The plan for Max Vohland is back on track in Supercross

0 Comments

The original plan was for Max Vohland to turn pro during the outdoor season of 2021, but when a ride opened up with the Red Bull KTM team to run Monster Energy 250 Supercross that year, the opportunity was too good to pass up. Plans can be stubborn and have a way of making themselves sometimes, however.

When Vohland signed the contract and began preparation to run the supercross season, he told reporters that Red Bull said he was their top choice to sit atop their 250 East bike, but they also gave Vohland a choice.

If Vohland was not comfortable with the plan, the Lucas Oil Motocross ride would still be open.

On the highly technical courses inside arenas, rookies can get hurt. There is not a lot of room for error.

Vohland opted to run supercross and the first three races progressed as they should. In the opening three races at Houston, Vohland finished ninth in Round 1, eighth in Round 2, and sixth in Round 3. His first top-five was in reach until a crash in qualification in Indianapolis dislocated his hip and forced him to miss the remainder of the supercross season.

“I had like three or four months on the 250 (entering the season),” Vohland told NBC Sports. “I definitely had a lot of the track down, but in the whoops, I was under prepared. I ended up crashing the whoops, so preparation could’ve definitely been better. I think we still prepared the best we could for the situation I was put through.”

Max Vohland plan
Max Vohland started the 2021 Supercross season with a three-race streak of top-10s at Houston and was closing in on his first top-five. (Feld Entertainment)

Back to the original plan: Vohland qualified for 12 MX features and finished ninth in the points. He earned his first holeshot in the opener at Fox Raceway, but it took three races to reach the top 10. He was ninth overall at RedBud MX Park in Buchanan, Mich. during the 4th of July weekend after finishing with 10-11 in the two motos. He hovered in that range for a while, finishing 11th overall at Southwick and Spring Creek in his next two starts and then earning a 10th overall (9-12) in Washougal, Wash.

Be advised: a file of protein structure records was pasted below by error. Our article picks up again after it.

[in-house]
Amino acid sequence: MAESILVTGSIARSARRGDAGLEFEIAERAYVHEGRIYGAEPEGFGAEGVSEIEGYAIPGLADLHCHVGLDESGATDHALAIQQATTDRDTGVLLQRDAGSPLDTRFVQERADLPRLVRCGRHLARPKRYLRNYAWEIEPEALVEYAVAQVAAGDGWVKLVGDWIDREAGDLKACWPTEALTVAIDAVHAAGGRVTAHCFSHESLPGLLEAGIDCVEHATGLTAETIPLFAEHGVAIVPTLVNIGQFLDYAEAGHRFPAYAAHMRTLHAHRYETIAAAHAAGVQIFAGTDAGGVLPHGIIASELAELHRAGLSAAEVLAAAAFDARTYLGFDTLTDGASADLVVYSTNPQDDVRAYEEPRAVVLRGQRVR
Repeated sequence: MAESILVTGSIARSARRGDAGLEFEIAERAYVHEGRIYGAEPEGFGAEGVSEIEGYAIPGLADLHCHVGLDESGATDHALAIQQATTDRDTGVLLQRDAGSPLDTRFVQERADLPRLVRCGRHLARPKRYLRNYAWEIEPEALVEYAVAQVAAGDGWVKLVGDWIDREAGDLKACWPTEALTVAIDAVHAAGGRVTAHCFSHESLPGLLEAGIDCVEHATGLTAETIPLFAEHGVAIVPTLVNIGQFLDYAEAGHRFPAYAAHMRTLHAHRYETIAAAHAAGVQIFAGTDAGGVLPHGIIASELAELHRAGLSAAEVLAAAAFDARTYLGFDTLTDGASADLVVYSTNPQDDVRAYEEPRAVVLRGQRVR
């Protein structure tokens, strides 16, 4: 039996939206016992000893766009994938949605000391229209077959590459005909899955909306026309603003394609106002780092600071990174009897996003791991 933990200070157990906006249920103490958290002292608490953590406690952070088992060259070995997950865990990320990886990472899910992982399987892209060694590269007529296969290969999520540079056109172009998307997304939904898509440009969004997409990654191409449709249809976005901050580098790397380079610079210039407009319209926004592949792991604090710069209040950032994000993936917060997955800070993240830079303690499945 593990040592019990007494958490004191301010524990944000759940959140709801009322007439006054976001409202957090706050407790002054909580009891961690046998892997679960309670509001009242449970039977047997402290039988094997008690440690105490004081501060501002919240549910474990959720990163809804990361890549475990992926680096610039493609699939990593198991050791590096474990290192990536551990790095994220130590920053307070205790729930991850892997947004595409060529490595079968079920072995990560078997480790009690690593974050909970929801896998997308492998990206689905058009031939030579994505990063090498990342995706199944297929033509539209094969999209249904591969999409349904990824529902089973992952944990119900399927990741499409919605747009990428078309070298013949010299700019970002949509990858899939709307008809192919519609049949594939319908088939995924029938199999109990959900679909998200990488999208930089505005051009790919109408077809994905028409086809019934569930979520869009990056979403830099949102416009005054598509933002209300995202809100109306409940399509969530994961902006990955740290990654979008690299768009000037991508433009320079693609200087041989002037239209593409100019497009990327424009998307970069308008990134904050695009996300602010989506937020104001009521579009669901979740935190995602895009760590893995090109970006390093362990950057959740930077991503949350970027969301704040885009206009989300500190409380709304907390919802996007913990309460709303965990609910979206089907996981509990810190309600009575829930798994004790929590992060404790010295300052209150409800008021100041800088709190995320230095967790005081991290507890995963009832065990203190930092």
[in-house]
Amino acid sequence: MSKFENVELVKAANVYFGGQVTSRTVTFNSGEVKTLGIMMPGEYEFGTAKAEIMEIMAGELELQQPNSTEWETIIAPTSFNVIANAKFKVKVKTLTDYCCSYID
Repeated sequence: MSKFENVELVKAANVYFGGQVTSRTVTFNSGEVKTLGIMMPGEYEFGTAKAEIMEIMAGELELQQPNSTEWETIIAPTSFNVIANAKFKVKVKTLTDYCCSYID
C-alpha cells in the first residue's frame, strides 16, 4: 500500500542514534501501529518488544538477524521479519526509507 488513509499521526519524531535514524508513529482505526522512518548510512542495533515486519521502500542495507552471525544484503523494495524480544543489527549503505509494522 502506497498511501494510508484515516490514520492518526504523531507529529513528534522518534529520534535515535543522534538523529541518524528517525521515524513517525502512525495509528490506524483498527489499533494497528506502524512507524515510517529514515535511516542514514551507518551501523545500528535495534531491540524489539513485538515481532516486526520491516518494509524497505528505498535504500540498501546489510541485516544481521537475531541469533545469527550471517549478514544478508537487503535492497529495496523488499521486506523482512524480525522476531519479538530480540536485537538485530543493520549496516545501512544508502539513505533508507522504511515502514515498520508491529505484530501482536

His highly anticipated top-five came the following week at Unadilla in New Berlin, NY.

“A lot of this sport is mental for sure,” Vohland said. “This sport is highly mental, when have enough strength to do it. I feel better technically than other guys.

“I can see what (the other riders are) doing, and I can see why they’re doing what they’re doing. But there’s only a handful of riders that I see and think ‘that’s what I would do’, or ‘that is what I’m doing’. I’ll be doing something and see someone in front of me wanting to do it. I feel like I have a different gateway of seeing things to be able to make my decisions – different line choices.”

In the final MX race of 2021, Vohland narrowly missed scoring his first professional podium. Finishing 5-4 in the motos, he was fourth overall, but the experience allows him to enter the 2022 SX season with confidence.

“When you put that helmet on everything just switches off and the only thing you know is how to ride the bike,” Vohland said. “For me that’s the only switch that’s on. Everything goes away and the only thing you can focus on is riding.

“I think it’s a lot of knowing the feel of it, especially when you make a mistake and something steps out on you. It’s not a technique thing. It’s knowing how to fix it without having to think about it. That’s a lot of what I’ve learned in supercross this year. It’s not a lot of technique. We’ve been working on technique, but really it’s just knowing the feel of it and being able to do it without thinking.”

The reason Vohland does not worry about technique, it because that was ingrained from childhood. The son of Tallon Vohland, Max was literally born to ride.

“I feel that’s one of my stronger points,” Vohland said. “I feel that I’m more of a technical rider.

“Always dissecting the track, always watching and seeing how it’s developing. We’ve been working a lot on whoops since those deteriorate so much in the Main event. A lot of time they turn into jumping whoops, so we’re always watching that and getting ready to cover all of our bases. I feel like that’s one of my strong points, to always know when it’s the right time to pull back and the time to go.